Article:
Skeletal Structure Changes with Aging
the effects of aging on bones.
what happens as joints age.
one constantly remodels itself. At any given
time, the amount of bone mass in your body is
related to the rates at which your osteoblasts
make bone and your osteoclasts resorb bone.
Bone Mass Decreases As You Get Older
From birth through adolescence, you make more bone
than you lose. Young adults make as much bone as they
lose. From middle age onward, you begin to lose more bone
than you replace; this is especially true for women due to
the loss of sex hormones such as
estrogen after menopause. These
changes in the balance of bone
creation and resorption result in
two major effects of aging on bone:
Bones become more brittle—Rates ofprotein synthesis
and production of collagen fibers decrease, probably
due to diminished growth hormone production. (Recall
that protein fibers give bone its flexibility.)
Bones lose mass—Increased osteoclast activity with
age causes bones to lose minerals, mostly calcium. The
mineral extracellular matrix gives bone its strength.
This usually begins around age 30, increases around age
45, and continues throughout the rest of life. By age 70,
as much as 30% of bone mass is lost.
Age-related demineralization of bone affects 60 million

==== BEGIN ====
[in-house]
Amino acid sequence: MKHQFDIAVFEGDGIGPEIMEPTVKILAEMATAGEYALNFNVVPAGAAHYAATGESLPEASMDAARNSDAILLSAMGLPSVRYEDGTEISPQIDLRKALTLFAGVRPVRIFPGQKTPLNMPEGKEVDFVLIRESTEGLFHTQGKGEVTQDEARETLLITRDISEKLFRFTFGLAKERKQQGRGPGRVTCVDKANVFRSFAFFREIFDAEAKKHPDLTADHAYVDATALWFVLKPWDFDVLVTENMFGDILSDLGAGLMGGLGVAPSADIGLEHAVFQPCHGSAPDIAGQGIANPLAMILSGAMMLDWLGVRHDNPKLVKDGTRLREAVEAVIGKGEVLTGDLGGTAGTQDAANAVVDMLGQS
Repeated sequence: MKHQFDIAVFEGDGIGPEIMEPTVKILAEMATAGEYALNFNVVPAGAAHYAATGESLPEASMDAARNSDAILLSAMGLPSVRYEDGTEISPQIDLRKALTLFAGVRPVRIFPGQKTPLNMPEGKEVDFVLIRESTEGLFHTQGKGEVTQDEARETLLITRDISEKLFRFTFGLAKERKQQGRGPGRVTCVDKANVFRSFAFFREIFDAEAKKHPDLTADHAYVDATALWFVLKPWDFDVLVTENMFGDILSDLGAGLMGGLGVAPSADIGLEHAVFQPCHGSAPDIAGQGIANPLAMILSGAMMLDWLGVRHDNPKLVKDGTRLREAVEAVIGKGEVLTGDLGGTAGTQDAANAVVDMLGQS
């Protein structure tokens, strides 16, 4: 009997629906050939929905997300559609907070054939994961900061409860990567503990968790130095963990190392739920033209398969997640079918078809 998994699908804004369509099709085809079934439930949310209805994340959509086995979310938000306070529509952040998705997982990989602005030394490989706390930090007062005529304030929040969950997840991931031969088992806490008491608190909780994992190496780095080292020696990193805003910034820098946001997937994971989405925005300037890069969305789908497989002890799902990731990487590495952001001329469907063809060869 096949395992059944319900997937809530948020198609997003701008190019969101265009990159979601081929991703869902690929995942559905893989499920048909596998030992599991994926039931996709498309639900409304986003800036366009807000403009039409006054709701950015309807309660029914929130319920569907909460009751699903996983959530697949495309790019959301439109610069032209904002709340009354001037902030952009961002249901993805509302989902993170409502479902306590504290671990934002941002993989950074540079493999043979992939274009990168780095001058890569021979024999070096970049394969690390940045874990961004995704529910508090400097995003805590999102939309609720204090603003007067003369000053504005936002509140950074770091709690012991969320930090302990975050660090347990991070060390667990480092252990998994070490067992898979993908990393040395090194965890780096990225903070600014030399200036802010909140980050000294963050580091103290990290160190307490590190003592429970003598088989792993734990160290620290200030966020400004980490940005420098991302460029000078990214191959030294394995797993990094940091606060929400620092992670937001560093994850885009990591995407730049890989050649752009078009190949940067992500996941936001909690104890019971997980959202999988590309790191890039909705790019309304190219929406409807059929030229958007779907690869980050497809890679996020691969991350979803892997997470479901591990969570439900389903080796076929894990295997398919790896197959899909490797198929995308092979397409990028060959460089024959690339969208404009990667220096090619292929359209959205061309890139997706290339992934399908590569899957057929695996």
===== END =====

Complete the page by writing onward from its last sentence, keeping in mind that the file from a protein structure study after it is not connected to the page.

people in the United States each year, mostly middle-aged
and elderly women. In the condition known as osteoporosis
(os'-te-o-po-RO-sis), so much mineral has been removed
from the bone matrix that the bones become porous
(Figure 5.17). This loss of minerals makes the bones weak
and susceptible to fractures. Weight-bearing bones such as
the spine, hip, and femur are especially prone to injury.
A diagnosis of osteoporosis is usually made based on
a combination of factors: family history of the condition,
small skeletal stature, and a bone mineral density (BMD)
test indicating a decreased mineral composition of the
bone. Treatment includes diets high in calcium and vita-
min D, exercise, and medications.
pawz) The termination
of the menstrual or
O ste o p o ro sis • Figure 5.17
Comparing spongy bone tissue from a normal young adult (
) with that of a person
with osteoporotic bone (
) shows how the bone tissue has lost minerals and become
porous. Osteoporosis affects both spongy bone tissue and compact bone tissue.
144 CHAPTER 5
The Skeletal System